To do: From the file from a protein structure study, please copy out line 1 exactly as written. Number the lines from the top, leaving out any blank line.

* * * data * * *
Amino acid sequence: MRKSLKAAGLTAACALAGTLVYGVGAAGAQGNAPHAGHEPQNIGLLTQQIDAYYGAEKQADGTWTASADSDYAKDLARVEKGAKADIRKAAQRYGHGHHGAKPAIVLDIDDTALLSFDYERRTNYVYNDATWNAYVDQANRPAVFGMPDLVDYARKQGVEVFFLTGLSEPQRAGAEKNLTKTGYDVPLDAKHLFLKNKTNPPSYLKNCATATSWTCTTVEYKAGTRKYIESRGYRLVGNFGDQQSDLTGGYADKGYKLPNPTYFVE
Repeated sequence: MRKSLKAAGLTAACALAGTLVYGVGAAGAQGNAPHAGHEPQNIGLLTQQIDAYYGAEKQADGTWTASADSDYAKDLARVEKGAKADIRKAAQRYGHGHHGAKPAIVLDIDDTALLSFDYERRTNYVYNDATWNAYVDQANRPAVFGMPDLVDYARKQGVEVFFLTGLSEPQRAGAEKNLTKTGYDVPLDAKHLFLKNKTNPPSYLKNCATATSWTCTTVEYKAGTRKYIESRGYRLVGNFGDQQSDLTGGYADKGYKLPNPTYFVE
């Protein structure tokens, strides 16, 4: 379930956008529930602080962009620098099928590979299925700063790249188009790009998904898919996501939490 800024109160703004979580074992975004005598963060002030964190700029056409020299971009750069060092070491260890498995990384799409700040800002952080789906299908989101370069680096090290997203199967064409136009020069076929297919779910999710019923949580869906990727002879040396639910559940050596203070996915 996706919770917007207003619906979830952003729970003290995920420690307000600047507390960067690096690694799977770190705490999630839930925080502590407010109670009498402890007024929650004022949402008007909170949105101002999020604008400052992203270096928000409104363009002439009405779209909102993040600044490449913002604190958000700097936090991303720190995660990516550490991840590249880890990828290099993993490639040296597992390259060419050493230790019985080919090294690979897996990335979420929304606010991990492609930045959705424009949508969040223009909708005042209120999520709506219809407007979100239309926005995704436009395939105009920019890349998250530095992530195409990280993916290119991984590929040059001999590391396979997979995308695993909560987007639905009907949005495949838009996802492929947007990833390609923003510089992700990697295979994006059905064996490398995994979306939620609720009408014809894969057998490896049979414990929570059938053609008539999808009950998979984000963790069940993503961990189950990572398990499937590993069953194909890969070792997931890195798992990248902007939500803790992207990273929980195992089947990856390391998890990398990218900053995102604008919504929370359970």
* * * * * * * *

Amino acid sequence: MRKSLKAAGLTAACALAGTLVYGVGAAGAQGNAPHAGHEPQNIGLLTQQIDAYYGAEKQADGTWTASADSDYAKDLARVEKGAKADIRKAAQRYGHGHHGAKPAIVLDIDDTALLSFDYERRTNYVYNDATWNAYVDQANRPAVFGMPDLVDYARKQGVEVFFLTGLSEPQRAGAEKNLTKTGYDVPLDAKHLFLKNKTNPPSYLKNCATATSWTCTTVEYKAGTRKYIESRGYRLVGNFGDQQSDLTGGYADKGYKLPNPTYFVE